Senate Majority Leader Mitch McConnell is urging Republicans to focus on Democrats and their tactics in seeking to mount an effective defense of Donald trump on impeachment.
One GOP lawmaker, summing up McConnell’s message to Republicans at a private lunch meeting Tuesday, quoted the GOP leader as saying, “This is going to be about process.”
McConnell recognizes that some members of his conference are uncomfortable defending Trump on charges his administration linked aid to Ukraine to that country’s government running politically motivated investigations meant to help the White House.
As a result, he’s telling his members they have plenty of reason to offer a vigorous defense of Trump, as the president publicly urged them to do Monday, by focusing on Democratic tactics that McConnell and Trump view as unfair.
Senate Republicans also privately make the point that it’s difficult to defend Trump on the substance of the charges against him because so much remains unknown.
GOP lawmakers don’t know the identity of the whistleblower who filed a complaint against Trump or what exactly House Democrats have discovered in their investigation, which has been conducted largely behind closed doors.
McConnell also said Democrats in the minority were treated better by former Speaker Newt GingrichNewton (Newt) Leroy GingrichMORE (R-Ga.) during the impeachment of President Clinton than today’s Republicans.
“What is clear and not in dispute, as Sen. Blunt has pointed out, is the process in the House to which the president is being subjected is totally unprecedented and totally unfair,” McConnell told reporters after the lunch.
“Speaker Albert laid out procedural guidelines during the Nixon episode — Speaker Gingrich during the Clinton impeachment episode — all of which included the kind of basic procedural safeguards that one associates in our country with being treated fairly,” he said.
A Republican senator who spoke on condition of anonymity said McConnell gave his colleagues leeway to express opposition to various Trump actions, such as pulling U.S. troops out of northern Syria, but urged them to stick together on process.
“He feels everybody is free to talk about issues like Ukraine or maybe the Kurds, but to try to conduct an impeachment without any process is very contrary to what happened before,” the lawmaker said. “That pretty much sums it up.”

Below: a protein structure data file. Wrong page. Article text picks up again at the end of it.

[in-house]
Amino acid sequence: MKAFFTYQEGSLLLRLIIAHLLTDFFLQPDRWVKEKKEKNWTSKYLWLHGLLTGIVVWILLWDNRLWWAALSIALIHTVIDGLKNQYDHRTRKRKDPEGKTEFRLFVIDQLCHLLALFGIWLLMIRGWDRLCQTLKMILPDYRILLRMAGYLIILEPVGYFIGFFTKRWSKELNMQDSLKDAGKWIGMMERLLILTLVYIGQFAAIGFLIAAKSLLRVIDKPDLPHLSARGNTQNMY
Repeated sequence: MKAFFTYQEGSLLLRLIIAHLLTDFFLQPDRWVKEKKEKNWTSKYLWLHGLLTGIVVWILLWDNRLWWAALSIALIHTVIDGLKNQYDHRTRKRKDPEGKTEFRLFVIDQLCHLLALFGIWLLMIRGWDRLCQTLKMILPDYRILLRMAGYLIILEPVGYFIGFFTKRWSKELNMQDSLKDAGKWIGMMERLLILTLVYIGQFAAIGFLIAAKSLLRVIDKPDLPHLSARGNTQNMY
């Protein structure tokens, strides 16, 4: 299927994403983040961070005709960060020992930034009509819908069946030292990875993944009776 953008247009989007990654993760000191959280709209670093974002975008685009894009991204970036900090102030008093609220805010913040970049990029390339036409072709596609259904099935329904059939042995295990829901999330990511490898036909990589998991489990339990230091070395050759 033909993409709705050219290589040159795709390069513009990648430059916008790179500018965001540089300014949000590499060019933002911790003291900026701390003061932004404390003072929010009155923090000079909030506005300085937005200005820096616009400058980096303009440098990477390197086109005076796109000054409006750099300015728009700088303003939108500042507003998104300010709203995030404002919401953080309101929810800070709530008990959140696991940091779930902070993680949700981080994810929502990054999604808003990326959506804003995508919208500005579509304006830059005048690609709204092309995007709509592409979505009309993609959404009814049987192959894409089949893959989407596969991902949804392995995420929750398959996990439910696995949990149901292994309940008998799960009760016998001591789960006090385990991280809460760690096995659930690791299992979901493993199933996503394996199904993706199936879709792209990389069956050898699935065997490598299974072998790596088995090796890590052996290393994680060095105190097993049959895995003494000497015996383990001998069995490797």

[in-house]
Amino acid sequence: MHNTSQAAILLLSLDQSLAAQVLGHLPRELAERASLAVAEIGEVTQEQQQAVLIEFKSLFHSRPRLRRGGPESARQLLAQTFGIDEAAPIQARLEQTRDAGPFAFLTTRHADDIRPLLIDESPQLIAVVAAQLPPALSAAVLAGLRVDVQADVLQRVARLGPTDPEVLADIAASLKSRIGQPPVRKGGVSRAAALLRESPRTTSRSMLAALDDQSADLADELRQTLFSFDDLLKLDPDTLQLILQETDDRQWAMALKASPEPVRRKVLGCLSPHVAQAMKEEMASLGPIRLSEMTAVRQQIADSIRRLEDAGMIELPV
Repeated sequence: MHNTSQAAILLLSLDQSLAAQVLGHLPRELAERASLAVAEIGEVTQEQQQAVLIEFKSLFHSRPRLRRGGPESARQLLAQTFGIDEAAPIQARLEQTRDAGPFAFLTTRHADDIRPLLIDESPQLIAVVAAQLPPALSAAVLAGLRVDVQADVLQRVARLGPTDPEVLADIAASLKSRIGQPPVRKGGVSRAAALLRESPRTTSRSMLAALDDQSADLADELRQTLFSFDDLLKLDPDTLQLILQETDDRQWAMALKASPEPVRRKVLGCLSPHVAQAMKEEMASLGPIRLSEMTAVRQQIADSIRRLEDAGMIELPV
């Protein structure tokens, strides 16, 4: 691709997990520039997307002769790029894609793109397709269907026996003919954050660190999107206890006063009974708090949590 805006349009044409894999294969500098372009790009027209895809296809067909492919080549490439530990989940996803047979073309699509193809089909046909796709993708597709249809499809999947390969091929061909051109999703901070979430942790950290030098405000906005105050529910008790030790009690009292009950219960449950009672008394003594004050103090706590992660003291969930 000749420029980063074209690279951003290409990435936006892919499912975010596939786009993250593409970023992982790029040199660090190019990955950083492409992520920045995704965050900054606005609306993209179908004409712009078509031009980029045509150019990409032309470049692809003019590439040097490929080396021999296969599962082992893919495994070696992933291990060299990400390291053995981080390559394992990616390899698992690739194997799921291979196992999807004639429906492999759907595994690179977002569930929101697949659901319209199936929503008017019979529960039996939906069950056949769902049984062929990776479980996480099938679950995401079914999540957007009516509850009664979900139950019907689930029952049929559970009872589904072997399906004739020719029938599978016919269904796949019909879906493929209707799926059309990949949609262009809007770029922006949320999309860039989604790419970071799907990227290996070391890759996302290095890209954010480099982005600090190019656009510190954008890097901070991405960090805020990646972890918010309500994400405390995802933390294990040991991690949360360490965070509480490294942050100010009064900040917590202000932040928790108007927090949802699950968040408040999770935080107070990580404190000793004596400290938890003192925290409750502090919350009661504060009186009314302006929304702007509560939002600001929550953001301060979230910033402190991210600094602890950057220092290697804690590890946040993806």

A second Republican senator said McConnell and Blunt thought it made sense to give the Senate GOP conference a primer on past impeachment proceedings.
“It was a logical second place to go after the informational hearing on how impeachment will work in the Senate so members will know when they are talking about this process why it’s different than the way this has been done before,” the lawmaker said. “It’s one thing to say it’s unfair. It’s another thing to say here are all the boxes that were checked for Clinton and Nixon, and none of these boxes have been checked for this president.”
McConnell’s effort came a day after Trump, at a Cabinet meeting, complained that Democrats are much more unified than Republicans on impeachment.
Yet Republicans say Trump makes it harder on a daily basis for them to defend him.
On Tuesday, Trump compared his impeachment process to a “lynching,” language Senate Republicans did not want to defend. McConnell later told reporters that Trump’s use of the word was “unfortunate.”
“Given the history in our country, I would not compare this to a lynching,” he told reporters.
The GOP leader also distanced himself from Trump’s Oct. 3 claim that McConnell had expressed approval of the content of his controversial July 25 call to Ukrainian President Volodymyr Zelensky, which prompted the House to launch impeachment proceedings.
“He read my phone call with the president of Ukraine. Mitch McConnell, he said, ‘That was the most innocent phone call that I’ve read.’ I mean, give me a break,” Trump said.
McConnell said he did not recall the conversation.
“We have not had any conversations on this subject,” he said Tuesday.